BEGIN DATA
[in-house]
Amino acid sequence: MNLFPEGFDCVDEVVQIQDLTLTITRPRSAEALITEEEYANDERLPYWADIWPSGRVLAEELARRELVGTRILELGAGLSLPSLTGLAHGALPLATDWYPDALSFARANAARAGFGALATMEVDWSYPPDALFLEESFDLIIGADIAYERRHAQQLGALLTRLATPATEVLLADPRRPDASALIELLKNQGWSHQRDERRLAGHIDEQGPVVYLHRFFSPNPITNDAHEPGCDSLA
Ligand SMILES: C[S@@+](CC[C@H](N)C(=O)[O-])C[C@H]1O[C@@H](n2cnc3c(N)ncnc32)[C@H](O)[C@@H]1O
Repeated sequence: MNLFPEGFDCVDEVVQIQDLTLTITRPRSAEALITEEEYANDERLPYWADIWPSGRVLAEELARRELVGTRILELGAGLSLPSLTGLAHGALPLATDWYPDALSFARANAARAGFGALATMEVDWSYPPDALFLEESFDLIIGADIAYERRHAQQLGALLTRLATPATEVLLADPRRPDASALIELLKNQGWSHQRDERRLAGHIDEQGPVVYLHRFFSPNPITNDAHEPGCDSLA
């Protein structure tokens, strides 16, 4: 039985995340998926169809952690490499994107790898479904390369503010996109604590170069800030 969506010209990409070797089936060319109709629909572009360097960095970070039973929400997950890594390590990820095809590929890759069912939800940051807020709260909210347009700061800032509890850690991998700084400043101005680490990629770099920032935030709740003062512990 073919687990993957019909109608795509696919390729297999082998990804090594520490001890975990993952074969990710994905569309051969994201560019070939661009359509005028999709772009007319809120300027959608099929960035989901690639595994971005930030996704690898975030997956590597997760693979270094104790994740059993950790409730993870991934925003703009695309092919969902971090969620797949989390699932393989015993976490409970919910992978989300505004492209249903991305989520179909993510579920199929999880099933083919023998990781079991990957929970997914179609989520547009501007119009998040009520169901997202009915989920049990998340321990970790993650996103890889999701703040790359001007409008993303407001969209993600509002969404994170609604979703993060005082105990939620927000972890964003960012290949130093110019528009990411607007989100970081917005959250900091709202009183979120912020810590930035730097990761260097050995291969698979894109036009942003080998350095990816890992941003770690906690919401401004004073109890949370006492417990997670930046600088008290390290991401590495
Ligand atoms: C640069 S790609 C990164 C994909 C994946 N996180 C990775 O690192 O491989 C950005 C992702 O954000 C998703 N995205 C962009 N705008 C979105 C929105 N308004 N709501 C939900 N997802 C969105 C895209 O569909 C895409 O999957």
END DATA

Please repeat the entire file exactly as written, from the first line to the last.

[in-house]
Amino acid sequence: MNLFPEGFDCVDEVVQIQDLTLTITRPRSAEALITEEEYANDERLPYWADIWPSGRVLAEELARRELVGTRILELGAGLSLPSLTGLAHGALPLATDWYPDALSFARANAARAGFGALATMEVDWSYPPDALFLEESFDLIIGADIAYERRHAQQLGALLTRLATPATEVLLADPRRPDASALIELLKNQGWSHQRDERRLAGHIDEQGPVVYLHRFFSPNPITNDAHEPGCDSLA
Ligand SMILES: C[S@@+](CC[C@H](N)C(=O)[O-])C[C@H]1O[C@@H](n2cnc3c(N)ncnc32)[C@H](O)[C@@H]1O
Repeated sequence: MNLFPEGFDCVDEVVQIQDLTLTITRPRSAEALITEEEYANDERLPYWADIWPSGRVLAEELARRELVGTRILELGAGLSLPSLTGLAHGALPLATDWYPDALSFARANAARAGFGALATMEVDWSYPPDALFLEESFDLIIGADIAYERRHAQQLGALLTRLATPATEVLLADPRRPDASALIELLKNQGWSHQRDERRLAGHIDEQGPVVYLHRFFSPNPITNDAHEPGCDSLA
């Protein structure tokens, strides 16, 4: 039985995340998926169809952690490499994107790898479904390369503010996109604590170069800030 969506010209990409070797089936060319109709629909572009360097960095970070039973929400997950890594390590990820095809590929890759069912939800940051807020709260909210347009700061800032509890850690991998700084400043101005680490990629770099920032935030709740003062512990 073919687990993957019909109608795509696919390729297999082998990804090594520490001890975990993952074969990710994905569309051969994201560019070939661009359509005028999709772009007319809120300027959608099929960035989901690639595994971005930030996704690898975030997956590597997760693979270094104790994740059993950790409730993870991934925003703009695309092919969902971090969620797949989390699932393989015993976490409970919910992978989300505004492209249903991305989520179909993510579920199929999880099933083919023998990781079991990957929970997914179609989520547009501007119009998040009520169901997202009915989920049990998340321990970790993650996103890889999701703040790359001007409008993303407001969209993600509002969404994170609604979703993060005082105990939620927000972890964003960012290949130093110019528009990411607007989100970081917005959250900091709202009183979120912020810590930035730097990761260097050995291969698979894109036009942003080998350095990816890992941003770690906690919401401004004073109890949370006492417990997670930046600088008290390290991401590495
Ligand atoms: C640069 S790609 C990164 C994909 C994946 N996180 C990775 O690192 O491989 C950005 C992702 O954000 C998703 N995205 C962009 N705008 C979105 C929105 N308004 N709501 C939900 N997802 C969105 C895209 O569909 C895409 O999957």